c. 2007 Religion News Service
CEDAR KNOLLS, N.J. _ It’s early afternoon in the labor and delivery room at Morristown Memorial Hospital, where Didi Bogert, 36, is sprawled in bed. She’s exhausted and pale, and her voice is a whisper.
Her obstetrician, Craig Bissinger, is starting to think C-section. Her equally exhausted husband, Greg, is growing quiet.
The arrival of baby Bogert is taking longer than expected. But once it happens, Didi and Greg not only will become first-time parents, they also will become pioneers in the fledgling science of stem cell technology.
The couple are part of a small group nationwide choosing to store stem cells extracted from the placenta, an organ that traditionally is discarded after delivery. The placenta, scientists are now discovering, contains “adult” stem cells that, much like embryonic ones, can be coaxed to transform into a variety of cells.
While much of the country has been mired in controversy over the promise and ethical cost of embryonic stem cells, a tiny band of scientists at a Cedar Knolls firm has stayed quietly under the radar for years, searching for a way to stage their own version of an end run. They may have pulled it off.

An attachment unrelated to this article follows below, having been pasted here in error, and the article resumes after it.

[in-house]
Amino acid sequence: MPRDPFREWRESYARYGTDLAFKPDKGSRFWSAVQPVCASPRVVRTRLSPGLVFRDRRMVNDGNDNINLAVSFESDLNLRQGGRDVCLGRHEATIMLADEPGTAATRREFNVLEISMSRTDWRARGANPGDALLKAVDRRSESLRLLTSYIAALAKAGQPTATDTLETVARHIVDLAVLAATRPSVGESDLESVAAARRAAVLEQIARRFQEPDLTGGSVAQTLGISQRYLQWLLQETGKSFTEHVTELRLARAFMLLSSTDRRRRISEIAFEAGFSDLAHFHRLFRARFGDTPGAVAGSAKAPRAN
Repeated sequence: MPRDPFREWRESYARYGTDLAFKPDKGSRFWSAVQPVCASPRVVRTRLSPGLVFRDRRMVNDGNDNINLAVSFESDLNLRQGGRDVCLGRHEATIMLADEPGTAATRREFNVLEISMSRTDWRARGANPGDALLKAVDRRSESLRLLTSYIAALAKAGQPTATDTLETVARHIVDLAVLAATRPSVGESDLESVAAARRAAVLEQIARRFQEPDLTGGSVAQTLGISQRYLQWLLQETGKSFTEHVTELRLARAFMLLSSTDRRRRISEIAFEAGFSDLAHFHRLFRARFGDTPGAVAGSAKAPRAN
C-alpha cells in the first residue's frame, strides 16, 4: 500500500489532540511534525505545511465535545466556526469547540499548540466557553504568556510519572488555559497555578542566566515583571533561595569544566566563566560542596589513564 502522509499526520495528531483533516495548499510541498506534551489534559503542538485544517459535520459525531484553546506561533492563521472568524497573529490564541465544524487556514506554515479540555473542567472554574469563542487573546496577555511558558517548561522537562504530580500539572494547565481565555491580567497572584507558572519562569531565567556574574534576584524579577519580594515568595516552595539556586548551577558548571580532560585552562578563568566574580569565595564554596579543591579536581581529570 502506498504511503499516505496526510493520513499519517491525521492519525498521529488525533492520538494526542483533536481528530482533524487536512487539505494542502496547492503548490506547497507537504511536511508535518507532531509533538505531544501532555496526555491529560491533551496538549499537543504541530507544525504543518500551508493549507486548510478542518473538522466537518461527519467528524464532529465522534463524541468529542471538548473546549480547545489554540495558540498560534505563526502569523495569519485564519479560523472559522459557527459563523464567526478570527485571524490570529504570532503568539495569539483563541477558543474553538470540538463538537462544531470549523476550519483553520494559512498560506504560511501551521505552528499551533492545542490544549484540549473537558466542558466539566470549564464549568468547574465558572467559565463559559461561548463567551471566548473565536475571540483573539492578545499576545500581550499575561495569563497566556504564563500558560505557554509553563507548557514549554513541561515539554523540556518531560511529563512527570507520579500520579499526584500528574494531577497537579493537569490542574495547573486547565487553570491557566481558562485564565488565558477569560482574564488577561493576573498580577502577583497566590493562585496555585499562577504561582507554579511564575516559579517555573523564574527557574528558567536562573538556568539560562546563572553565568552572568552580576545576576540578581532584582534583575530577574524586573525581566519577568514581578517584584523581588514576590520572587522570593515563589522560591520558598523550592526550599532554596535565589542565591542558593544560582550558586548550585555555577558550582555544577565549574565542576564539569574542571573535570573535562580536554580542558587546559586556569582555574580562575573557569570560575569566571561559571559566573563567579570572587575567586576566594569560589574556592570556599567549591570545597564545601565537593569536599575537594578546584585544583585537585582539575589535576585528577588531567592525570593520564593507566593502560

A specialized kind of stem cell they have found to exist only in the placenta may help bypass moral objections and fulfill the amazing promise of these strange cellular chameleons.
The stem cells will be stored at LifebankUSA, a biotechnology firm founded by Robert Hariri, 47, a neurosurgeon who discovered how to harvest stem cells from placentas in the late 1990s. Hariri’s company was the first in the country last May to offer placental stem cell banking.
The Bogerts are paying $2,395, plus a $225-a-year storage fee, to have their baby’s stem cells placed in a cryogenic freezer at the facility.
“We’re not really expecting something to happen so that we would need to resort to using the stem cells, but you never know,” said Greg Bogert, a 33-year-old police sergeant in Riverdale, N.J. “Who knows how far science will have advanced by the time our child is older? There may be cures we couldn’t dream of today. To us, it’s worth taking the chance.”
About the time Didi’s doctor is considering surgical delivery, LifebankUSA employee Magdalena Reyes phones the maternity ward from her office two miles away. Reyes needs to know the time of delivery so she can send a courier to pick up the placenta for processing at the firm, located in a nondescript office park.
At 3:50 p.m., Bissinger assembles his team in an operating room. He makes the first cut at 4:23 p.m. Six minutes later, Bissinger reaches into Bogert’s womb and pulls out a slick, reddish, dark-haired baby girl. She squawks.
“Awwwww,” someone says, as 7-pound, 2-ounce Brianna enters the world.